War Funding Request Denotes 68,000 Troops Through Late 2013
By Matt Southworth on 02/21/2012 @ 11:50 PM
It’s no secret that war is expensive. The U.S. has spent over $1,400,000,000,000 ($1.4 trillion) in Afghanistan and Iraq since 2001. This figure represents operational costs, not long term costs such as veteran care, which will rise for decades to come. However, looking at the fiscal year 2013 war funding request, you might think war is getting less expensive. Not quite. Funding overall is on the decline, yes, but the war in Afghanistan still costs $1 million per soldier, per year.
Overall, war funding is on the decline because of troop withdrawals from Iraq. Afghanistan funding is also down due to troop withdrawals. The Fiscal Year (FY) 2013 funding request for Afghanistan (known as Overseas Contingency Operations, OCO) is $88.5 billion, approximately $26 billion less than what was appropriated in FY 2012. But there is a hitch: the FY13 request assumes that 68,000 U.S. troops will remain in Afghanistan through September 2013, when the fiscal year ends.
This seems at odds with what President Obama said back in June 2011 about troop withdrawals. While announcing the removal of 33,000 U.S. troops by September of this year, the president said:
“After this initial reduction, our troops will continue coming home at a steady pace as Afghan security forces move into the lead. Our mission will change from combat to support. By 2014, the Afghan people will be responsible for their own security.”
The projections do seem to square with the Secretary of Defense Leon Panetta’s February first announcement that U.S. troops will end combat operations by mid 2013, and then switch to an advisory role. If there are to be no reductions in troop levels for the entire 2013 fiscal year—keeping levels around 68,000—then the Panetta’s announcement would directly contradict the “steady” pace of reduction President Obama called for in June 2011.
The tide of war is supposed to be receding but appears to remain steady for the next 18 months. Moreover, it is this lack of clarity that is leading to instability and driving Afghanistan towards civil war.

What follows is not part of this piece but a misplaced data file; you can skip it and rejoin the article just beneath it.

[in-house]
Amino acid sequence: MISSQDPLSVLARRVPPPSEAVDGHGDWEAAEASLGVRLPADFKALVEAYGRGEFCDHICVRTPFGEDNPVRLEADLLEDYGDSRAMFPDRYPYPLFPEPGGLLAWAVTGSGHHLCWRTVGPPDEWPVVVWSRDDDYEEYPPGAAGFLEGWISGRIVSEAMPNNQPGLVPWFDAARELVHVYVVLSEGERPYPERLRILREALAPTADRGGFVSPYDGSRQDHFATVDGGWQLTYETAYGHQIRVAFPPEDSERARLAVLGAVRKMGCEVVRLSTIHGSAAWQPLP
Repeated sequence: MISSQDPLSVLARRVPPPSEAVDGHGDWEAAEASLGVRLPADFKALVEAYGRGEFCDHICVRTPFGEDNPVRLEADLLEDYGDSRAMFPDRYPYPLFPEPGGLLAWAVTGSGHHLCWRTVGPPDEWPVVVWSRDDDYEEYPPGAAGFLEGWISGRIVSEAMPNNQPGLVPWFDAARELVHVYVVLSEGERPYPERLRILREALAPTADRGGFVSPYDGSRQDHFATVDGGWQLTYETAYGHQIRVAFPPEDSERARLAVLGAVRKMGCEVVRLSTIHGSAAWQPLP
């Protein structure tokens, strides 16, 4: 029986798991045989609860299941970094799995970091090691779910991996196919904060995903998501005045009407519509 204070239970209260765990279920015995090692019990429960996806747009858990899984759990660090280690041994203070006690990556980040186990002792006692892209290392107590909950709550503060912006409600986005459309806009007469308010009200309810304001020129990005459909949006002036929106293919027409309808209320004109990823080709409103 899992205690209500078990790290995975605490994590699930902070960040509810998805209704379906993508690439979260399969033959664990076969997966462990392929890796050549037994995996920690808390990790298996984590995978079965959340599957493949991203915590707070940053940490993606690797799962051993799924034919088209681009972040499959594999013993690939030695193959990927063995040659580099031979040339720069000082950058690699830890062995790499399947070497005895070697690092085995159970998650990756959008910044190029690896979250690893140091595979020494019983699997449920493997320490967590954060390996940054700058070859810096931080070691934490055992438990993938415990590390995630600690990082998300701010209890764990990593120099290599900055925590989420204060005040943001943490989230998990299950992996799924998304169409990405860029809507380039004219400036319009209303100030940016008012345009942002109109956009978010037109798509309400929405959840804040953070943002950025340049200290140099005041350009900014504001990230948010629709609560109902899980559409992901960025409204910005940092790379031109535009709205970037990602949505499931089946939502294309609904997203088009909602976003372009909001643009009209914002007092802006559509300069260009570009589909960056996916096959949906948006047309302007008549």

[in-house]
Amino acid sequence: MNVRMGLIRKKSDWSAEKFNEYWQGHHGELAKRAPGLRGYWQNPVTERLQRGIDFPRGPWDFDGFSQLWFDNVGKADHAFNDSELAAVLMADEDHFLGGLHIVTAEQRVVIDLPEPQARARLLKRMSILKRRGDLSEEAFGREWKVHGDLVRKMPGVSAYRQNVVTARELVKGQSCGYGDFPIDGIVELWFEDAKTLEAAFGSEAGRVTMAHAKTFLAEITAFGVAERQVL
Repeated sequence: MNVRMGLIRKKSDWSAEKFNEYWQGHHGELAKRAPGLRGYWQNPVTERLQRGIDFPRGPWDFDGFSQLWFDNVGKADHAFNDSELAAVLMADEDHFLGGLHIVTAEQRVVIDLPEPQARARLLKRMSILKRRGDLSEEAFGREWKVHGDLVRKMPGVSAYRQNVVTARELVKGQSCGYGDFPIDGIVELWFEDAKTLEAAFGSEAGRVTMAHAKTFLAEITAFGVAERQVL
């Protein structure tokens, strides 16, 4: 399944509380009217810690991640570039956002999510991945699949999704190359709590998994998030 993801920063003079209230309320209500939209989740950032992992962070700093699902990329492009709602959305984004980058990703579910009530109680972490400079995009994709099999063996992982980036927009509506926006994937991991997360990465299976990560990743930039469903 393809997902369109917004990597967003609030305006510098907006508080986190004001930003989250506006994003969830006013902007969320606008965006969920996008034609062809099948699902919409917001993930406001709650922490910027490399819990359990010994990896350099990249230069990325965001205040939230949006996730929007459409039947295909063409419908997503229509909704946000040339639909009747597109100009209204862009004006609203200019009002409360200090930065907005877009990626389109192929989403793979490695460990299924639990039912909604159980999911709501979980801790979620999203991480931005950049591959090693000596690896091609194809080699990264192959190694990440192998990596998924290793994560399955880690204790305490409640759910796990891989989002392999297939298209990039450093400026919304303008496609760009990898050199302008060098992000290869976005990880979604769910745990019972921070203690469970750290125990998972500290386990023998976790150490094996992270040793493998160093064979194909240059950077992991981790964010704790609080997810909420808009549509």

If the Pentagon is not planning on a larger troop presence than called for by President Obama, then they have exaggerated their funding needs—possibly to starve off other spending reductions in the base budget. This appears to be classic political jockying between the White House and Pentagon, all while the lives of U.S. troops and Afghan civilians are on the line. It is reprehensible political posturing.
These funding and troop requests come at a troubling time policy wise. Present political talks are teetering on failure. A recently published report written by LT. Colonel Daniel Davis offers a scathing analysis of the war, concluding that the military mission has had an “absence of success on virtually every level” and is ultimately futile. Davis also notes that military commanders have not given honest assessments about what is happening on the ground in the country. As a consequence, the strategy to arm and train a large Afghan army is also faltering.
Congressional and public support are both waning as well. Last week, 88 member of the House—including Adam Smith (WA), ranking member of the House Armed Services Committee—sent a letter led by Reps. Jim McGovern (MA) and Walter Jones (NC) supporting an accelerated withdrawal to President Obama. Additionally, 30 organizations, led by FCNL, sent a letter to members of the House supporting the congressional effort—an imperfect policy to be sure, but a step in the right direction.
Public support has been fading for some time. According to a new Ramussen pole, 67% of American public supports President Obama’s current timeline for ending the war. Additionally, a recent ABC News/Washington Post survey found that the public supports the drawdown of U.S. troops from Afghanistan by a 78%-19% margin. With numbers like these, Congress is feeling the pressure to end the decade long war.
So then, this raises the question: why stay one more year? Why even stay one more day? Why spend another $88 billion on the U.S. war in Afghanistan? The war strategy has failed to deliver stability and peace and will not do so while troops remain in the county. Therefore, the U.S. should begin an immediate military withdrawal and focus on the political settlement aspect of this conflict—what I call the long-view. To be sure, it will not be easy or quick, but it is necessary.
As we move closer to May and the NATO Summit on Afghanistan in Chicago, President Obama will have an opportunity take bold policy steps, potentially bringing a close to a very war and even longer conflict. But this will only happen if we all keep the pressure on.